The material the research team developed also has high thermal conductivity. This ability to rapidly dissipate heat further helps it to absorb the energy of bullets and other projectiles.
The team further experimented with the UHMWPE by adding silica nanoparticles, finding that tiny bits of the chemical could enhance the material’s properties and potentially create stronger armor.
“This work demonstrates that the right materials design approaches have the potential to make big impacts for Army technologies,” Runnerstrom said.
Two decades after the Marines predicted most warfare would be in urban areas, the Air Force is coming to the same conclusions. Simply put, the great majority of humans live in cities these days, and Air Force Chief of Staff David Goldfein has added urban warfare to his list of top focus areas.
Part of the reason for increasing the emphasis on urban conflict, which isn’t something you might traditionally think of about the service that brings us fighters, bombers, and satellites, is that the Air Force may not be well equipped to handle it.
“How do we design an Air Force for this kind of conflict?” Goldfein asked during his speech here. “Today, I think we are more designed for working in open spaces.”
By contrast, the Army and Marines are focused on urban areas like a, well, laser. The Marines had Fallujah — with the Army joining in to retake the city — and smaller versions in Afghanistan. The Army had Sadr City, Mosul (before ISIS), Samarra, and more. The largest service also has some institutional memories of urban battle from World War II, but hasn’t trained for full-out war in cities for some time.
As Goldfein noted in his speech, 80 percent of humanity will live in cities by 2050. And megacities, those with more than 10 million people. will grow from a dozen to 50.
One of the greatest problems with urban warfare is limiting civilian casualties and leaving much of the city standing, as the latest battle for Mosul illustrates in Iraq. Air Force Secretary Heather Wilson, during a Q and A with reporters, pointed to directed energy weapons (think fricking lasers! and related technologies like electronics-frying microwaves) as potentially useful tools. She also repeated a point she’s been making recently, that no one will tolerate the US using dumb munitions any more.
“The world can no longer tolerate imprecise weapons, at least from the United States of America,” she said when I asked her and the chief about what might an urban warfare Air Force look like. During her recent tour of Central Command, she learned about an airstrike against Daesh.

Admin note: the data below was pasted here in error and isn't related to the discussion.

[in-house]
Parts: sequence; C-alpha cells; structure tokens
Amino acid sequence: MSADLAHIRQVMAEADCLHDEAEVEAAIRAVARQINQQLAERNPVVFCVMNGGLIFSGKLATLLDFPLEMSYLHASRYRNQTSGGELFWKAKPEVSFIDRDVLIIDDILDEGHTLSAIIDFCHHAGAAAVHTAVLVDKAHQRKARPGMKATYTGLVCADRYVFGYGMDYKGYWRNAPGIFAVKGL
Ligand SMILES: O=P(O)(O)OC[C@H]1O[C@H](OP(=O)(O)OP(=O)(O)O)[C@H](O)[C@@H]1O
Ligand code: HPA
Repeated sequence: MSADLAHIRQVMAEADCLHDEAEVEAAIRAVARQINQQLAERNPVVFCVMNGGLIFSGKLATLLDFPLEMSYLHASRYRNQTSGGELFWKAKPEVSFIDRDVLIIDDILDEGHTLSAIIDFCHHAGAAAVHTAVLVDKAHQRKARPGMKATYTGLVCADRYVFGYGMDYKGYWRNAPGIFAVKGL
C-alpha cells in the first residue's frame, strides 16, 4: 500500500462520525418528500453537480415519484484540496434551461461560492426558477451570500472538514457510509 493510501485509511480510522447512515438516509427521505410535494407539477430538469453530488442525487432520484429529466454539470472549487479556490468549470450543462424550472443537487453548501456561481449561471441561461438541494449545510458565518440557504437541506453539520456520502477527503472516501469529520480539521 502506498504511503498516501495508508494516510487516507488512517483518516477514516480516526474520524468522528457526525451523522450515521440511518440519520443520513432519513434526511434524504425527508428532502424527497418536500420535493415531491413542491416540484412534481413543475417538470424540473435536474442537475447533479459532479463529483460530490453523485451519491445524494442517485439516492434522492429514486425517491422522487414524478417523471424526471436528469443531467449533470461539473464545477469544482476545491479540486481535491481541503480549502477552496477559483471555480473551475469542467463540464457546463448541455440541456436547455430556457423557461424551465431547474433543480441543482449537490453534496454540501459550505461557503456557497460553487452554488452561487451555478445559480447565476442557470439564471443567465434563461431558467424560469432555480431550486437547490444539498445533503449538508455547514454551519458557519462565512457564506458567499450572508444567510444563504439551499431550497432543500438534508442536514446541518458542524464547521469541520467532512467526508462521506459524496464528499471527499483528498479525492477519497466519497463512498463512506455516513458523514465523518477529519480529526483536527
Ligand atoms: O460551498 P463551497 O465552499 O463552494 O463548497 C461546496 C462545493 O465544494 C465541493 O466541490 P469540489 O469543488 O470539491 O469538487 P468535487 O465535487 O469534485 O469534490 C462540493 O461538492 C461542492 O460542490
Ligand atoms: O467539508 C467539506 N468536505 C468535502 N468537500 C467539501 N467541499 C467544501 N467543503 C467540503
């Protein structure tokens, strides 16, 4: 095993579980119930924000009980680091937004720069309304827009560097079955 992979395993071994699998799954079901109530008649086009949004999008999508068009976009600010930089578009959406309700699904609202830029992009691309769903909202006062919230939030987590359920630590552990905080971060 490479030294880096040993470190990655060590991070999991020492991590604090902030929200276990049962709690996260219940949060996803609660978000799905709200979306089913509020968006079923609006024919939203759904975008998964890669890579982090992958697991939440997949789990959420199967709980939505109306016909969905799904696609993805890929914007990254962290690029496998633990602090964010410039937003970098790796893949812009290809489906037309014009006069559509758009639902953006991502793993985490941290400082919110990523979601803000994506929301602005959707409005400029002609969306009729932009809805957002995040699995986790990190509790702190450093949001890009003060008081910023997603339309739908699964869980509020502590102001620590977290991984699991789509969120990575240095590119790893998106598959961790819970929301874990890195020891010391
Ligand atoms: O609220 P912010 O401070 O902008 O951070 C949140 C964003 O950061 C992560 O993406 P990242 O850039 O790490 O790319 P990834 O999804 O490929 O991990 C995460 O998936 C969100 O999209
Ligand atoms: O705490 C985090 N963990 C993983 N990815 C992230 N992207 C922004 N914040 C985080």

“They needed a weapon so precisely placed it would destroy ISIS and make the wall fall the other way,” she said, shaking her head to show how impressed she was. Friendly forces were only 13 meters away, she said. The fire request went out. A tasking order was drawn up. Fuzes were set. What may have been a Small Diameter Bomb was dropped and the wall did fall toward ISIS.
When I pressed Goldfein about what platforms and what weapons might be best suited to urban air support, given his comment about the force being designed for open spaces, he said the focus needed to be on modes and networks, as well as on range, persistence, and payload. That echoes such of what the Army has said for the last five years when discussing its next round of weapons: the network is the key, not the new tank.
Could this also have implications for the Light Attack experiment? One Air Force colonel was convinced it would help make the argument for such aircraft to be combined with precision weapons and, perhaps, lasers. But Goldfein made clear he had elevated urban warfare recently and didn’t have all the answers yet.
Officials in charge of equipping America’s top commando units are looking for some high-tech drugs to help boost the performance if their 150 “multi-purpose canines.”
According to news reports, U.S. Special Operations Command wants to find pharmaceutical products or nutritional supplements that will enhance canine hearing, eyesight and other senses.
Think of it as a “Q” for America’s four-legged special operators.
According to an official solicitation for the Performance Enhancing Drugs, SOCOM is looking for a product or combination of products that will do the following:
Improve a dog’s ability to regulate body temperature
Improve acclimatization to acute extremes in temperature, altitude, and/or time zone changes
Increase the speed of recovery from strenuous work
Decrease adverse effects due to blood loss.
SOCOM’s military working dogs have been front and center on several top commando raids — with the most famous being Cairo, a Belgian Malinois who joined SEAL Team 6 in the raid that killed Osama bin Laden, the mastermind of the 9/11 attacks.
SOCOM, though, is also looking to neutralize enemy K9s through what another solicitation calls “canine response inhibitors.”
Now, during the Vietnam War, the preferred “canine response inhibitor” was known as the “Hush Puppy.” But these days SOCOM is looking for some less permanent methods, including:
Inhibit barking, howling, and whining
Induce movement away from the area where the effects are deployed
Like the performance enhancers, the “canine response inhibitors” could also be used outside the military.
So, the company or companies that win the hearts and minds of SOCOM’s puppies could catch a huge break.